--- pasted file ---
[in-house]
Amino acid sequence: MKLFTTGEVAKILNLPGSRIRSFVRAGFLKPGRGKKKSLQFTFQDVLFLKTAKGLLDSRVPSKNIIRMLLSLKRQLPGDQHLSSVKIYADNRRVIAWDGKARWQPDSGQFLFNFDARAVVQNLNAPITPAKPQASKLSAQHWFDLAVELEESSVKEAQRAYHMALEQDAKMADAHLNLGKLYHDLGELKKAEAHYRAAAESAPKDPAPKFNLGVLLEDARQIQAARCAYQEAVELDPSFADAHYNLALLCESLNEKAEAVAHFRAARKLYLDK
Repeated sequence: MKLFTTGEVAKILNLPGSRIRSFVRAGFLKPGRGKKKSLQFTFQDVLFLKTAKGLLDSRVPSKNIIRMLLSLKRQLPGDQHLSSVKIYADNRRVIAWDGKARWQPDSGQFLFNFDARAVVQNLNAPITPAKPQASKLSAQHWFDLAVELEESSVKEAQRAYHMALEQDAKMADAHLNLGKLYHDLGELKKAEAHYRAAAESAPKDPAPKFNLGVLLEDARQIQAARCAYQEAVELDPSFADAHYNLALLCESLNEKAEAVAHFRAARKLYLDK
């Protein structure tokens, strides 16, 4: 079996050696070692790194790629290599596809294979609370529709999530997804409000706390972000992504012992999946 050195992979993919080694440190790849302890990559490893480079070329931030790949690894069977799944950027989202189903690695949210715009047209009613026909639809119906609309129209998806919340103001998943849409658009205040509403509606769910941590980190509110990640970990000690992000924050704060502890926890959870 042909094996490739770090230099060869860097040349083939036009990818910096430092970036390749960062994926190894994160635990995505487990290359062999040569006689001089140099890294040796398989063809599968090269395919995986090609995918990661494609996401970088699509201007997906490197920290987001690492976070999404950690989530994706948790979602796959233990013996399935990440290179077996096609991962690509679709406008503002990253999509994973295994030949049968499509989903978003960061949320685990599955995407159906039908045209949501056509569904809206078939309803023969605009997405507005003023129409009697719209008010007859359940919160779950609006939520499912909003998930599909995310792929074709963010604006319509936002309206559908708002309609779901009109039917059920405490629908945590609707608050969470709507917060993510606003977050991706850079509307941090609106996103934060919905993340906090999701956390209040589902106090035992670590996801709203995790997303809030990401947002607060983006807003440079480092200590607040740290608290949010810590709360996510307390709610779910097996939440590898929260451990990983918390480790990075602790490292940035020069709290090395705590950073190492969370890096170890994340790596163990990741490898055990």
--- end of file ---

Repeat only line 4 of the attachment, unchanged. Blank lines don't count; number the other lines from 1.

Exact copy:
């Protein structure tokens, strides 16, 4: 079996050696070692790194790629290599596809294979609370529709999530997804409000706390972000992504012992999946 050195992979993919080694440190790849302890990559490893480079070329931030790949690894069977799944950027989202189903690695949210715009047209009613026909639809119906609309129209998806919340103001998943849409658009205040509403509606769910941590980190509110990640970990000690992000924050704060502890926890959870 042909094996490739770090230099060869860097040349083939036009990818910096430092970036390749960062994926190894994160635990995505487990290359062999040569006689001089140099890294040796398989063809599968090269395919995986090609995918990661494609996401970088699509201007997906490197920290987001690492976070999404950690989530994706948790979602796959233990013996399935990440290179077996096609991962690509679709406008503002990253999509994973295994030949049968499509989903978003960061949320685990599955995407159906039908045209949501056509569904809206078939309803023969605009997405507005003023129409009697719209008010007859359940919160779950609006939520499912909003998930599909995310792929074709963010604006319509936002309206559908708002309609779901009109039917059920405490629908945590609707608050969470709507917060993510606003977050991706850079509307941090609106996103934060919905993340906090999701956390209040589902106090035992670590996801709203995790997303809030990401947002607060983006807003440079480092200590607040740290608290949010810590709360996510307390709610779910097996939440590898929260451990990983918390480790990075602790490292940035020069709290090395705590950073190492969370890096170890994340790596163990990741490898055990």